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September 3, 2012

About 2,500 years ago, Ezekiel issued a prophecy of woe to those leaders who used their positions to their own material advantage. "Ah, you shepherds of Israel who have been feeding yourselves! Should not shepherds feed the sheep? You eat the fat, you cover yourselves with the wool, you slaughter the fatlings, but you do not feed the sheep" (34.2-3).

Down through the centuries, these words stand as a point for examination of conscience for anyone in a position of Christian leadership. No Christian leader should use his or her position to feather his own nest. Alas, this has happened numerous times.

Any reference to people turning over in their graves is but a figure of speech. The dead, of course, show no signs of movement. Yet, one must wonder how the religious women who founded Catholic health care in Alberta while living in extreme poverty and hardship would react to the revelation that the executives of Covenant Health have received tens of thousands of dollars in bonuses on top of their generous salaries. One can only speculate on what their judgment might be.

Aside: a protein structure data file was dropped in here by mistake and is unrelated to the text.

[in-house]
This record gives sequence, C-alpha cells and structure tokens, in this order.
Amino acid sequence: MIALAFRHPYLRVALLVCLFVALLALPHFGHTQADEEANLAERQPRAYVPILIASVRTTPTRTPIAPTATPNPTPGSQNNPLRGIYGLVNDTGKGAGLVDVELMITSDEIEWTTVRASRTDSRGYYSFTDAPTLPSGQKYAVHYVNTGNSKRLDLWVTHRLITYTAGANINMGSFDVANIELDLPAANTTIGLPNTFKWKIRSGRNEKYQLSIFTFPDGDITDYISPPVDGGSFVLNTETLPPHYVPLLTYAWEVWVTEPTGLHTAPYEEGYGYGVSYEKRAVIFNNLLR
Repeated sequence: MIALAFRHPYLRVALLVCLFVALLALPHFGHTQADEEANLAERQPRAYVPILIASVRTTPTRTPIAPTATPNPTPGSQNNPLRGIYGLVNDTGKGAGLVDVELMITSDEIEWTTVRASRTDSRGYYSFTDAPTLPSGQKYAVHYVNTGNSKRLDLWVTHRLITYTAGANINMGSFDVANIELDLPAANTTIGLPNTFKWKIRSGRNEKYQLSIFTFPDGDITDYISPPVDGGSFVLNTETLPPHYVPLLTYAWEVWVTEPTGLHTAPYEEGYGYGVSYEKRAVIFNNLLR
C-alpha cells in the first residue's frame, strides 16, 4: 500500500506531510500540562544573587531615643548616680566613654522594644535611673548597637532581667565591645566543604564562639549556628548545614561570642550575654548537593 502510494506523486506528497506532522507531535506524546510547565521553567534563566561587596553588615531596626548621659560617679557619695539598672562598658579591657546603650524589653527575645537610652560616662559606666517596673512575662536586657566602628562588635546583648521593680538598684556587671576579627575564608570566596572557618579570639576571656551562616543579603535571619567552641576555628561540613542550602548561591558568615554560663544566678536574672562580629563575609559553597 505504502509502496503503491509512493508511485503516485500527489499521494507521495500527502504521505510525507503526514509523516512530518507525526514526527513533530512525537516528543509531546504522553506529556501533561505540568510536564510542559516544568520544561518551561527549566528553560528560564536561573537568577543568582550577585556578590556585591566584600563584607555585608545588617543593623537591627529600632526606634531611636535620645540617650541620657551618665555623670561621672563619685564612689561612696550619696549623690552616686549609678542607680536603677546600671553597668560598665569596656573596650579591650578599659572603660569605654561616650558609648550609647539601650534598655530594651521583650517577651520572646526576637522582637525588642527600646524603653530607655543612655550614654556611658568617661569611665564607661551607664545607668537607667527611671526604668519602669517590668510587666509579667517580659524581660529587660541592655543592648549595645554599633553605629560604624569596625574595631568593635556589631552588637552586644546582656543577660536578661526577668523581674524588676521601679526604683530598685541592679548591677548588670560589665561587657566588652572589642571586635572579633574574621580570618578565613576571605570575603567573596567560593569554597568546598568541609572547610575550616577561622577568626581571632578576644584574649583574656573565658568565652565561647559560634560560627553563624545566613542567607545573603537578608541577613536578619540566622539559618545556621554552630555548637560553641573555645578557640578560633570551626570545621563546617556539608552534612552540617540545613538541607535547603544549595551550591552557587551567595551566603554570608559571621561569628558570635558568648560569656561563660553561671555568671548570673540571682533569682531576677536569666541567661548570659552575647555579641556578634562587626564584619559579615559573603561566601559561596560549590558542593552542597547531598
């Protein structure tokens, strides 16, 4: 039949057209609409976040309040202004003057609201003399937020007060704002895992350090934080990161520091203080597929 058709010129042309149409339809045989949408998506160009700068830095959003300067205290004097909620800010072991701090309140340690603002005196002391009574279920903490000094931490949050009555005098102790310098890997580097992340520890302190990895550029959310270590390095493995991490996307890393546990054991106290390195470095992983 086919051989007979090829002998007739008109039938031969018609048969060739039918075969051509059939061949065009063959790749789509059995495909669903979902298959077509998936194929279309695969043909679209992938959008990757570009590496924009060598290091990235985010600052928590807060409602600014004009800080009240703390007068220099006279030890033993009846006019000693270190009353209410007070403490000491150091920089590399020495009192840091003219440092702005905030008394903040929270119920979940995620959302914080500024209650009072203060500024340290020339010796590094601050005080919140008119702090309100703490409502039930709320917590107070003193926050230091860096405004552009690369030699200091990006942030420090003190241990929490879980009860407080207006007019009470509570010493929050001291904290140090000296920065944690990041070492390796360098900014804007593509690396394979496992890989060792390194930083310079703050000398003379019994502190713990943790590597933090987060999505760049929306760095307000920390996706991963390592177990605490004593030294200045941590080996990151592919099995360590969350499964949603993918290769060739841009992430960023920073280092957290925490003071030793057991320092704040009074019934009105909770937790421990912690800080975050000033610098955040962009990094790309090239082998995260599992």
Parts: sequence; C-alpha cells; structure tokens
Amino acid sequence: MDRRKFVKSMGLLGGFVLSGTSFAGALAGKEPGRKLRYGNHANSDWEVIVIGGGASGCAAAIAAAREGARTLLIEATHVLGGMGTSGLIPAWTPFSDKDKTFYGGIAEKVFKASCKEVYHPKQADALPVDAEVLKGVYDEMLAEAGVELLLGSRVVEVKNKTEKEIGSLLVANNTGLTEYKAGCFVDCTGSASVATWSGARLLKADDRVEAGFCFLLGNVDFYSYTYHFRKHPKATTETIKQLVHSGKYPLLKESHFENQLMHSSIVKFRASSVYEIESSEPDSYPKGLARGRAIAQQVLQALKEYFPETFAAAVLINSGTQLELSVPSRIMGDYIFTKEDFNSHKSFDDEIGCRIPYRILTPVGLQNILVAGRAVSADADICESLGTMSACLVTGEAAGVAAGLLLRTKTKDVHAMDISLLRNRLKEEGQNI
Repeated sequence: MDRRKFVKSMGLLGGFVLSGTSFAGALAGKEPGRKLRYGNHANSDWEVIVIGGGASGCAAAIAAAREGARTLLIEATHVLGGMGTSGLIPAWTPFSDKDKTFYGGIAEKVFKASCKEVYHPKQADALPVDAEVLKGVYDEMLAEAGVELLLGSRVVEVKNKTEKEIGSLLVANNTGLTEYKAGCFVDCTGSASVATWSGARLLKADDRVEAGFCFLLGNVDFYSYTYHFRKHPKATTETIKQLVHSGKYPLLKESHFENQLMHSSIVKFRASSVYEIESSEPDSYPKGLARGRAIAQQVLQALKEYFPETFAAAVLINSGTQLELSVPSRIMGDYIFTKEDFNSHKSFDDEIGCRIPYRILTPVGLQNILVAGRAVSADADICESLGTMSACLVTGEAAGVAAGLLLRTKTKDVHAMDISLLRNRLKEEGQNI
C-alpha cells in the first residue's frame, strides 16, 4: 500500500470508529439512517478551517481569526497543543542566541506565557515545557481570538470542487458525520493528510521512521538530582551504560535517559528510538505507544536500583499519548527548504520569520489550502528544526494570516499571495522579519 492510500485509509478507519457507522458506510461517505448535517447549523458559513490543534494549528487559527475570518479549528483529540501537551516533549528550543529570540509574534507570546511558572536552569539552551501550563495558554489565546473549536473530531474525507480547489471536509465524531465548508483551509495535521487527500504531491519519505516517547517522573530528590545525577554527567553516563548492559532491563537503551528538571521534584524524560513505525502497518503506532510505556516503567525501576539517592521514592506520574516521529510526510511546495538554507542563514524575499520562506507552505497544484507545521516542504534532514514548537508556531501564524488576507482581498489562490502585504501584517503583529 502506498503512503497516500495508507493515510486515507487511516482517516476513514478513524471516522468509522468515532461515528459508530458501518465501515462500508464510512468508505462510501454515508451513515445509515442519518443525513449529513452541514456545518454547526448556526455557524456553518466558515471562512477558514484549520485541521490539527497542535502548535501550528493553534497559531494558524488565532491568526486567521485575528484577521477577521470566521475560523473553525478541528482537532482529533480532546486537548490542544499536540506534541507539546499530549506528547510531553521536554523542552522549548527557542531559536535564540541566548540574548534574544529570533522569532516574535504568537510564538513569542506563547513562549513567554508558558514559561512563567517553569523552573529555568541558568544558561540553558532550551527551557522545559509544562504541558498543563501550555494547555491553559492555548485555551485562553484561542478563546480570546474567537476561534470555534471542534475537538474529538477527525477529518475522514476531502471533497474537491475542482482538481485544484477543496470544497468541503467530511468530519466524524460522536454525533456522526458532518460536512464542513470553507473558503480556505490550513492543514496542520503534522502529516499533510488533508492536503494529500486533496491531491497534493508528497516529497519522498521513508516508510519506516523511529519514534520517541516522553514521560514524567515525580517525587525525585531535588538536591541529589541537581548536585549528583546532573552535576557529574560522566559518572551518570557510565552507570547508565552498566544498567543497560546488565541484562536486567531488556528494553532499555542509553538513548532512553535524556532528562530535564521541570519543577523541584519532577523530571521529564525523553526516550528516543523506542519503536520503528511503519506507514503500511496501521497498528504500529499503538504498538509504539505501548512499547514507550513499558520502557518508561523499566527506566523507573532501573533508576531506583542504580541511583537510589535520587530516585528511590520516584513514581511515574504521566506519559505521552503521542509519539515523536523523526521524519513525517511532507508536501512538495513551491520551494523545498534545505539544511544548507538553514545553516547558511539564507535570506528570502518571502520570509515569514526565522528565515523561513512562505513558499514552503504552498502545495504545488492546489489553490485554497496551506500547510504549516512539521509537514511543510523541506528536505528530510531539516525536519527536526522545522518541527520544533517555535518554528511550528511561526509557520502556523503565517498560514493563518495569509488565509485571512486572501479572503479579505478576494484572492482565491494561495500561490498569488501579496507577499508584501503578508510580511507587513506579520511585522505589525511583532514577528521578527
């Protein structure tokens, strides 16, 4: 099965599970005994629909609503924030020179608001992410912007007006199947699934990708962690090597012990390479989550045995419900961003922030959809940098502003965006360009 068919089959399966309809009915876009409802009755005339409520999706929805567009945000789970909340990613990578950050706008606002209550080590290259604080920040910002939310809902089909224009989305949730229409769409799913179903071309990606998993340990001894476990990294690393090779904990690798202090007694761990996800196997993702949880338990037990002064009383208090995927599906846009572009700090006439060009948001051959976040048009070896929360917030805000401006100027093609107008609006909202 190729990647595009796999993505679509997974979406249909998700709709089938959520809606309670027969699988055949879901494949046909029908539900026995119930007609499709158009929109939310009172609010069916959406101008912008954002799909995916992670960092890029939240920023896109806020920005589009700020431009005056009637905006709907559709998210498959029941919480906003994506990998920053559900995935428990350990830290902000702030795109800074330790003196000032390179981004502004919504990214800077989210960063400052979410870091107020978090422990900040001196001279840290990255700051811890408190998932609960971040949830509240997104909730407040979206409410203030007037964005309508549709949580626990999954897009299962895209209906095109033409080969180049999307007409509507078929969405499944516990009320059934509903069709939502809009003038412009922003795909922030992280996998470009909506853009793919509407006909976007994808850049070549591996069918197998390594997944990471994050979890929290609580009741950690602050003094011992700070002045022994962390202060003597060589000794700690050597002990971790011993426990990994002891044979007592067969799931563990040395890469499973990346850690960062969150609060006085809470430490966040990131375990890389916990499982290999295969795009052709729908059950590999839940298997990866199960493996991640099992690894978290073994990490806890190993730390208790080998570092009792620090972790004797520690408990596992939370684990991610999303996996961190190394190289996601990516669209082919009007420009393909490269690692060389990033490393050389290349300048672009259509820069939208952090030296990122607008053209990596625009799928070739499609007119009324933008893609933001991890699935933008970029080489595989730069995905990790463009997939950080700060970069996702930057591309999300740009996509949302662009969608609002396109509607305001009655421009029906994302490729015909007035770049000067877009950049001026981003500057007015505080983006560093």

Still, if there is any point in having Catholic or Christian health care, it would lie in the difference between such a system and secular health care. Of course, Catholic hospitals do not perform some medical procedures that are morally wrong. That is one difference.

Catholic hospitals must also be well administered and well governed. Administration and governance, however, are not value neutral. They involve more than having efficient, well-run institutions that do the best job of caring for their patients.

One of the follies of secularism is that it sometimes purports to operate by moral principles, principles, which upon examination are often little more than window-dressing that conceals a deep-seated moral and spiritual dysfunction. When an institution is truly committed to morality, then a different spirit is in evidence. There may be various ways of describing that spirit, but it is nevertheless palpable.

Another folly is that of individualism. Any Catholic institution should strive for a communitarian ethos. In today's society, that is not easy to achieve. At least to some degree, we all swim in the same water. Nevertheless, we need to be self-critical, to examine our own needs and desires in the light of the Gospel. That is the central role of those charged with the governance of Catholic organizations.

Executives of Catholic institutions - and all their employees - should be properly compensated. More than anything, however, Catholic institutions must provide a Gospel witness in contrast to the all-pervasive materialism of 21st century secularism.

Letter to the Editor - 10/01/12